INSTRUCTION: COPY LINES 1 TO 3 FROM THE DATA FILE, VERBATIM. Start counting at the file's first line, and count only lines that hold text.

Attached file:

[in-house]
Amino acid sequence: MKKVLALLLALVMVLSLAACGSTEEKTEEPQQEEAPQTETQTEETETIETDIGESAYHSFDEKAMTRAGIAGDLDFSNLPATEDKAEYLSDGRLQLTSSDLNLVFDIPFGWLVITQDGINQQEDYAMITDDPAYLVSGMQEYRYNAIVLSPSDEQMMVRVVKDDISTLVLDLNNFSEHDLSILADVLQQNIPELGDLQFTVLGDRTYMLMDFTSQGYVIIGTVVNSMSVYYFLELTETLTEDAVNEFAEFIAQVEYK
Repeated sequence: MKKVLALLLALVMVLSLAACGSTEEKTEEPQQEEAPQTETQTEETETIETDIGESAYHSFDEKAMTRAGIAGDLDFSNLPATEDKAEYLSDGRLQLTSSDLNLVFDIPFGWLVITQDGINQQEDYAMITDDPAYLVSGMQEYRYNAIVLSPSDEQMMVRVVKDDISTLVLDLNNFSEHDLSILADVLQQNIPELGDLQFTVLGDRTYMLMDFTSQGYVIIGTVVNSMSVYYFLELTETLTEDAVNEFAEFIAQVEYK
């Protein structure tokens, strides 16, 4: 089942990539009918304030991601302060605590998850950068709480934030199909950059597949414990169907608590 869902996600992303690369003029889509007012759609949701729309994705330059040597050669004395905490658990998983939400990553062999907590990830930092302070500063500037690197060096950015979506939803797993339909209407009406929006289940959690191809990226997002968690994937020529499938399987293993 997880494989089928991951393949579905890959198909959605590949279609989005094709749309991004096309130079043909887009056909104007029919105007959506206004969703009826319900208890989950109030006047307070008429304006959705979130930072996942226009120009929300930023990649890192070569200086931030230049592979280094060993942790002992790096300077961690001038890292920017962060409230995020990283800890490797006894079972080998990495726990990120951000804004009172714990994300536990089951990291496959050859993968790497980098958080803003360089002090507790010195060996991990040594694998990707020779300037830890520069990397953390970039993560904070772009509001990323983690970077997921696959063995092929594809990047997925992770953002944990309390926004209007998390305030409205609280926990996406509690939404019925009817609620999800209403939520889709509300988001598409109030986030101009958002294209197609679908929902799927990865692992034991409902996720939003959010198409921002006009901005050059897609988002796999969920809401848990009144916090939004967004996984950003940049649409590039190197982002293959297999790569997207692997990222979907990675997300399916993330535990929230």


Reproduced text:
[in-house]
Amino acid sequence: MKKVLALLLALVMVLSLAACGSTEEKTEEPQQEEAPQTETQTEETETIETDIGESAYHSFDEKAMTRAGIAGDLDFSNLPATEDKAEYLSDGRLQLTSSDLNLVFDIPFGWLVITQDGINQQEDYAMITDDPAYLVSGMQEYRYNAIVLSPSDEQMMVRVVKDDISTLVLDLNNFSEHDLSILADVLQQNIPELGDLQFTVLGDRTYMLMDFTSQGYVIIGTVVNSMSVYYFLELTETLTEDAVNEFAEFIAQVEYK
Repeated sequence: MKKVLALLLALVMVLSLAACGSTEEKTEEPQQEEAPQTETQTEETETIETDIGESAYHSFDEKAMTRAGIAGDLDFSNLPATEDKAEYLSDGRLQLTSSDLNLVFDIPFGWLVITQDGINQQEDYAMITDDPAYLVSGMQEYRYNAIVLSPSDEQMMVRVVKDDISTLVLDLNNFSEHDLSILADVLQQNIPELGDLQFTVLGDRTYMLMDFTSQGYVIIGTVVNSMSVYYFLELTETLTEDAVNEFAEFIAQVEYK